# C# Listbox / foreach loop question

I have a bunch of data that is put inside a listbox. Using the string.substring() method I need to go back in and take some data back for some calculations (average, high score, and low score). I created a method called "calcStats" to calculate this data for me. I am totally stuck on this foreach loop. How can I find these values? Can someone make some helpful suggestions on what I should do or create a brief example so I can learn what to do?

I understand now why the average was not working. What would I do from here to "allow" single digits and double digits?

`````` private void calcStats()
{
string value;
int value2;
int total = 0;
decimal high;
decimal low;

lblHigh.Text = Convert.ToString(0);

foreach (string itemInList in lstBox.Items)
{
value = (itemInList.Substring(50, 3));
value2 = int.Parse(value);

total += (value2);

}

}
``````
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You are almost there - you have the average, now high score and low score you can determine with a simple `if` to check whether the current score is higher than the high score so far, then make it your high score, the opposite for the low score. –  BrokenGlass Apr 25 '11 at 3:39
I see you edited the original question when provided an answer to why the average doesn't work. That's kind of bad practice and not how this site is supposed to work because now you've made the answers that fix your average problem look out of context. Leave your original question as is and start a new question (because you do have a new question) or ask in comments. –  Pete Apr 25 '11 at 4:36
Thanks Pete, I am new to this site. Makes sense :) –  Brandon Apr 25 '11 at 4:39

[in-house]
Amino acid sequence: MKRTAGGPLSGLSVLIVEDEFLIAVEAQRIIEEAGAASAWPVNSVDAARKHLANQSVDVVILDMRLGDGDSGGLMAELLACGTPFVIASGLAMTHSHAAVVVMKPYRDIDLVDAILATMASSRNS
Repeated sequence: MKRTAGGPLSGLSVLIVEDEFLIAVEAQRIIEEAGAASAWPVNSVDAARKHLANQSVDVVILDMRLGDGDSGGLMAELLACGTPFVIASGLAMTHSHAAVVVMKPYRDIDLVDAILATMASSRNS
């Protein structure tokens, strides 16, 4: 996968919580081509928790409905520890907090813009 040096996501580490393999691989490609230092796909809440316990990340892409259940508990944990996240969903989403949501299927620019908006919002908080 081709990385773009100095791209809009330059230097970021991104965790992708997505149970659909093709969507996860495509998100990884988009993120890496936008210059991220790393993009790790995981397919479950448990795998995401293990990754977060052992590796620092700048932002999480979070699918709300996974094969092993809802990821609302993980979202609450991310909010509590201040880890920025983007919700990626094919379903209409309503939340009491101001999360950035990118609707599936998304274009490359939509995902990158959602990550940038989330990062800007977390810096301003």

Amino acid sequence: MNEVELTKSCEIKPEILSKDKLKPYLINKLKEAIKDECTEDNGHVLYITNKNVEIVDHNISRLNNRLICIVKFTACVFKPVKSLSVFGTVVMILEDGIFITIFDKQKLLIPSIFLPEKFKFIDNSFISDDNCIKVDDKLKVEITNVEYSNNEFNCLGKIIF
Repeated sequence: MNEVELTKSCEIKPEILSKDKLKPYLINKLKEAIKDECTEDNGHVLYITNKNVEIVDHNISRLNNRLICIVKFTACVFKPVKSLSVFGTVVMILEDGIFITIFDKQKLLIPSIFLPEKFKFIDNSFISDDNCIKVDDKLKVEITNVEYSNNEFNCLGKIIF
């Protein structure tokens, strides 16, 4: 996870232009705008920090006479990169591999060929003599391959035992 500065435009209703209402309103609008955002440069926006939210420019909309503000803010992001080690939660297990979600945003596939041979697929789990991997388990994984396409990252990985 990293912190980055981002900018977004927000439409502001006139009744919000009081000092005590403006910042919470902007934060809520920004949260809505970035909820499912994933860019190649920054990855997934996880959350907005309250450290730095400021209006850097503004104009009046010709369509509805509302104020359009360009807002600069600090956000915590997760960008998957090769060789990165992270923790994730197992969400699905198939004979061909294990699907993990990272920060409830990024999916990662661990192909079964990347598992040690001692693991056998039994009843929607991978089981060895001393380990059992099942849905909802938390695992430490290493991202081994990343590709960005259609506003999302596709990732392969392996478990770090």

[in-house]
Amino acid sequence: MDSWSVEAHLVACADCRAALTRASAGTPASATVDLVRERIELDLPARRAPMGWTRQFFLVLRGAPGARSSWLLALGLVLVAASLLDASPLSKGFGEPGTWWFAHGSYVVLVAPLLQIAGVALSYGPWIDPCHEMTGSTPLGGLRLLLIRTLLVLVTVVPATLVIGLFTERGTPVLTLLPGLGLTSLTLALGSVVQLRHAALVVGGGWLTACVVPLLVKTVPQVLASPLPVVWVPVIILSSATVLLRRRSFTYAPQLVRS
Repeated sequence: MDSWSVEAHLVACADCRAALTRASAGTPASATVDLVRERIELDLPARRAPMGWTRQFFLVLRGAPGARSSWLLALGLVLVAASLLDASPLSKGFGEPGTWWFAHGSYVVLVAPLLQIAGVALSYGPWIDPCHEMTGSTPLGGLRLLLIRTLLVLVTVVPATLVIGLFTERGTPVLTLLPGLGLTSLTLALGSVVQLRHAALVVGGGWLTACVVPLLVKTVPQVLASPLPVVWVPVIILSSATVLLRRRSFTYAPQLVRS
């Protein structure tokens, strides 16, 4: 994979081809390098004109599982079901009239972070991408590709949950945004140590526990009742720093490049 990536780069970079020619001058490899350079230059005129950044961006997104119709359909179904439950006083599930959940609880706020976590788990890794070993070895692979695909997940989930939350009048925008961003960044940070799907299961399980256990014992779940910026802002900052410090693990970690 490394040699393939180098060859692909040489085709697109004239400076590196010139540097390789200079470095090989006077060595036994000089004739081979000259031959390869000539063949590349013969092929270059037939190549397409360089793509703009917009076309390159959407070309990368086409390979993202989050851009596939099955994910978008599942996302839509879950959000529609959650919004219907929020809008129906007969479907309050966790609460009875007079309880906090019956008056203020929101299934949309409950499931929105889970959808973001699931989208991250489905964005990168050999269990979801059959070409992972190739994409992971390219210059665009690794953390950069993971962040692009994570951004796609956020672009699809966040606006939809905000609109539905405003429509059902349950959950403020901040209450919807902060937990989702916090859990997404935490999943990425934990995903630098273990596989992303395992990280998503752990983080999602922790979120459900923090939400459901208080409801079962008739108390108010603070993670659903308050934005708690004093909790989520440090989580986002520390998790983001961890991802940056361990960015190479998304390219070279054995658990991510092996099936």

1) Your count++ is only executed once, it is always 1; should be in the loop, 2) You are only taking 2 characters, which means "100" gets turned into "10". That's why you got 60 = (10+50) / 1. –  Stephen Chung Apr 25 '11 at 4:55

There are countless errors in your code. For starters, you are getting an average of 60 because when you add 50 and 100 its actually only adding 50 and 10 then dividing by 1. Watch:

``````    foreach (string itemInList in lstBox.Items)
{
value = decimal.Parse(itemInList.Substring(50, 2)); //This line truncates your score of 100 to 10
total += (value);
}
count++; //This line only runs once.  So count is = 1 in the next line
adverage = (total) / (count); //Since the '100' was truncated to 10, the total of 50 + 100 is 60.  Divide that by count which is only 1 and that's how you get 60.
``````

To fix this, you could move the count++ up inside of the `foreach` loop. Alternatively, you can divide by `lstBox.Items.Count` and eliminate the variable count:

``````    foreach (string itemInList in lstBox.Items)
{
value = decimal.Parse(itemInList.Substring(50, 2));
total += (value);
}
``````

That code snippet gets you exactly what you want. The only problem is that it won't work with single digit scores or triple digit scores (100).

As far as keeping track of high score the general method for that would be to put the very first score into a temporary variable which you already have, `high`. Whenever you parse out a new score, check it with the score in high. If the new score is lower, then do nothing. If the new score is higher, assign it to high and move on. Same exact thing for low score just reverse logic.

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This is a good chance for you to learn how to use the debugger - look at the debug menu, learn what "toggle breakpoint", "step in", "step over", "continue" mean, learn how to "watch variables".

Try googling "debug visual studio" etc.

By the time you've learn to do these things, you should be able to figure out what's wrong with your program fairly easily, and you'll have learned how to figure that out for any other program that you write in the future.

Believe me, this is not the first program you write that will not work correctly right away :)

And also try out these commands - "select all" - "cntrl-a" and "format" - "cntrl-k cntrl-d" - this will format your whole document.

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You should debug as Larry says, but I bet this would help

``````       adverage = total / lstBox.Items.Count;
``````

One of the the most important things in programming is knowing the api (or in the case the common runtime library). There is no reason to count the number of items when the object itself will tell you.

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